TL/DR summary: Giving a child choices (e.g. what to wear, what story to read) can help to build a positive relationship where the child feels valued, empowered, and learns decision-making skills while having fewer power struggles. But if we offer too many choices, the child may feel overwhelmed and the parent may feel out of control. Finding the right balance often starts with the parent deciding which options are available (setting limits), then the child choosing between those workable options.
My post on Offering Choices to Children covers the nitty gritty of how to use this discipline tool. This post is more of a philosophical think piece about the long-term impact of how we handle choices in our families. (Note: in this post, I talk a lot about parenting styles. Learn more about the Four Parenting Styles.)
Three Approaches to Offering Choices
Several times each day in the life of a parent and a child, there are decisions to be made: what to eat at a meal, what to wear, what to do, which story to read, and on and on. Some parents, who learn toward the authoritarian style of parenting make almost all the choices for their child, telling their child what the required option is. Some parents who lean toward the permissive style of parenting let their children make all the choices. Let’s look at the possible pitfalls of taking either of these approaches to an extreme, then let’s look a more balanced (authoritative) approach.
Option 1: Parent Makes All the Choices
There may be lots of reasons some parents decide to make all the decisions. Sometimes it’s just that a parent wants control things (“it’s my way or the highway”), sometimes it’s just faster and easier to make all the decisions rather than waiting on your kid to decide, sometimes it is an authoritarian parent who has very high expectations for the child but is not responsive to the child’s individual needs or preferences. This has been called Tiger Mom parenting style, named after Amy Chua’s book, in which she describes how she made all the choices, such as requiring that her children play piano and violin and requiring them to practice, saying “To get good at anything you have to work, and children on their own never want to work, which is why it is crucial to override their preferences…”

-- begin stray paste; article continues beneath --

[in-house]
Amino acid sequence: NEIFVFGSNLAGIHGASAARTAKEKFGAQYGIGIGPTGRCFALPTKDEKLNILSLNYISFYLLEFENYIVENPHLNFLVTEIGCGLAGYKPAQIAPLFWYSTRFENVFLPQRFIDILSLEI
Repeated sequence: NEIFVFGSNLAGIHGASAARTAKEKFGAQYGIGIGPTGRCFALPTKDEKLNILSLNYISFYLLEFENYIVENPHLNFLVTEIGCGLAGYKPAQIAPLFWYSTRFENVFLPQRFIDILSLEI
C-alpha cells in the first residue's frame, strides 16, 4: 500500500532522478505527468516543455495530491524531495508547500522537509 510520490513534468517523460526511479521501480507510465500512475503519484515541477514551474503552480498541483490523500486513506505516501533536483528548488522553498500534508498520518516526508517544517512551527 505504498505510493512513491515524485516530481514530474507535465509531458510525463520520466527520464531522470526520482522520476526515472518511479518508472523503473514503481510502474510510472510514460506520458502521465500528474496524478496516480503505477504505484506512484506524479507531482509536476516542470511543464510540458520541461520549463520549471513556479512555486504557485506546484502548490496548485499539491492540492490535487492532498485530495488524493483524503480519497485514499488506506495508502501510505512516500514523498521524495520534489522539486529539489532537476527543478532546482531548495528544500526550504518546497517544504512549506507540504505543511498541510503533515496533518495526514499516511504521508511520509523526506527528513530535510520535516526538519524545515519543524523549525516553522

This parenting style does work well for some parents and some kids.
But, it can backfire in a few ways. Some children rebel against this – in the short term, that means lots of power struggles, and in the long-term it can damage the relationship with the parent. Some children just feel dis-empowered and discouraged, or may not learn independent decision-making and initiative, instead surrendering all control to the parent.
Option 2: Parents Let the Kids Make All the Decisions
This style of parenting could also be called permissive or laissez-faire. Dayna Martin, proponent of Radical Unschooling, says ““[This] includes trusting your child in what they choose to learn; you extend that same trust to other areas of your child’s life, like foods, media, television, bedtime. Parenting is supposed to be joyful, and it can be when we learn to connect with, rather than control, our children. The focus of our life is on happiness and pursuing our interests with reckless abandon together.”
Again, this works well for some parent and for some kids. But, it can backfire.
- Sometimes children make bad choices, especially if they are given free rein and not much guidance. Like wearing a swimming suit in the winter or eating so much chocolate they get sick. Then parents have to decide whether to let the child live with the consequences of that bad choice – “guess you’ll be cold” – which can be fair or can be cruel depending on how far you take that, or whether to rescue the child from the consequences to keep them happy – which may mean they never learn lessons.